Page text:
TW: How does your strongly held belief in Buddhism inform your singing and songwriting?

GS: Songwriting and instrumental writing are different. They’re along a spiritual line, but my performances are an extension of what I believe in anyway about myself. Buddhism isn’t a religion as much as it is a philosophy. They didn’t invent being honest and they didn’t invent being good people, they just do it well. So you can apply it to any faith that you have and for me, it just helps me to not want to kill everybody. Or when someone is drunk and they fall into my keyboards and everything, now I don’t want to drag them into the parking lot. Before (Buddhism) I did.

TW: Do you think the era of disposable pop/porn performers like Britney Spears and Ricky Martin is nearing its end, or is it more of a popular music cycle?

GS: I think human nature is human nature, and within music, I’m no expert on anything. I’m just an Italian from Buffalo. Before them when Madonna got really popular, they produced people like Jody Watley, and-

TW: Rick Astley.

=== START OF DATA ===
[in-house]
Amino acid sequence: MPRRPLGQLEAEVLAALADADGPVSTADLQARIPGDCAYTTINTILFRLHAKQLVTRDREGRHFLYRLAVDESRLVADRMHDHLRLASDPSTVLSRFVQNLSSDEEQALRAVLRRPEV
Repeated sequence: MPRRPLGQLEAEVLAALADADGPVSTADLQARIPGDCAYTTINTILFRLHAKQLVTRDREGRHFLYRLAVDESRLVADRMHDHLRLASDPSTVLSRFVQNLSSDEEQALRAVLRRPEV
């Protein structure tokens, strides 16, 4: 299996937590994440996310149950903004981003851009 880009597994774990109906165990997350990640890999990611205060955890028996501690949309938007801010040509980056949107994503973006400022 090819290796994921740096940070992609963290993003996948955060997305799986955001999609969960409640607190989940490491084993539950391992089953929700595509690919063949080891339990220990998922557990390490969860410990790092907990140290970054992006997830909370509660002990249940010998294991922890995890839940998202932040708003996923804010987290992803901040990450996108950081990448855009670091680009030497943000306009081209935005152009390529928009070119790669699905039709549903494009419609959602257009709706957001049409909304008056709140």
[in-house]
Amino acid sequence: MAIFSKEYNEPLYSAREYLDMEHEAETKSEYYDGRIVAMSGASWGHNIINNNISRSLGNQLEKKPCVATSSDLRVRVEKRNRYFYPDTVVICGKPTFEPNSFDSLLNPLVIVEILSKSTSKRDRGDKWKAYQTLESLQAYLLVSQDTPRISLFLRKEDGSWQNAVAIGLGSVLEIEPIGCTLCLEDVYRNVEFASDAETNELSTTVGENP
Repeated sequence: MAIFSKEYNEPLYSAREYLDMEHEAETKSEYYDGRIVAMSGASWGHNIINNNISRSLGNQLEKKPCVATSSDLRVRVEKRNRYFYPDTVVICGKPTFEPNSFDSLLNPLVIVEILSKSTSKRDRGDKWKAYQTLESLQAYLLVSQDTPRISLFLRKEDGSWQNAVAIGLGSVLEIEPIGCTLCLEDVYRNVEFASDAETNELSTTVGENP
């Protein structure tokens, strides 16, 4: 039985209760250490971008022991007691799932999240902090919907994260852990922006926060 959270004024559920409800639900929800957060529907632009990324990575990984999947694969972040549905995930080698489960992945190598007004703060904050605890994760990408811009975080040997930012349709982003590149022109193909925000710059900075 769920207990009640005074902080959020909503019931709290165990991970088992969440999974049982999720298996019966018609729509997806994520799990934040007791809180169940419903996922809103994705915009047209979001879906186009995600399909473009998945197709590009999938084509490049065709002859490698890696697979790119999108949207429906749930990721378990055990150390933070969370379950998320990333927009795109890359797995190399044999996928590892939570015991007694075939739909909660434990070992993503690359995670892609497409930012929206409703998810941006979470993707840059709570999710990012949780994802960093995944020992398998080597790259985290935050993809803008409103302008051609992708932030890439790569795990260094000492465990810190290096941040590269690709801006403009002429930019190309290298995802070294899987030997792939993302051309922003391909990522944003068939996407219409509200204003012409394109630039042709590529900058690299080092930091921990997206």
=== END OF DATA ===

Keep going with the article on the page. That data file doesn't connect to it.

GS: People like that, that’s exactly right, but specifically female singers to sound like her (Madonna). Tiffany, Debbie Gibson, so it does go in cycles. I think the American people, we’re a disposable society. There’s a huge portion of the population that buys into that, and they just go into whatever’s popular. But there’s this undercurrent of people like us that-

TW: Observe?

GS: Observe and evaluate and say, ‘This is good, this doesn’t work for me, that’s kinda bullshit. I know that you love Elton John for instance, as do I. People like Elton John, Eric Clapton, Paul McCartney and even Madonna, and I’m not a Madonna fan, but she’s stood the test of time. They’re not a flash in the pan, and for good reason. If we didn’t have those people, it would be a sad, sad world with the boy bands, although Justin Timberlake has broken from that and has really made a name for himself. I mean, I don’t think he’s going anywhere.

TW: And Mark Wahlberg-

GS: Mark Wahlberg is kinda cool in the movies, though! When he was Marky Mark it was a different story.

TW: Your best one night stand story after a show:

GS: Um, my best one night stand story after a show-because I have one night stand stories during a show.

TW: That sounds like the better story.

Read the rest of this entry ?

Advertisements
h1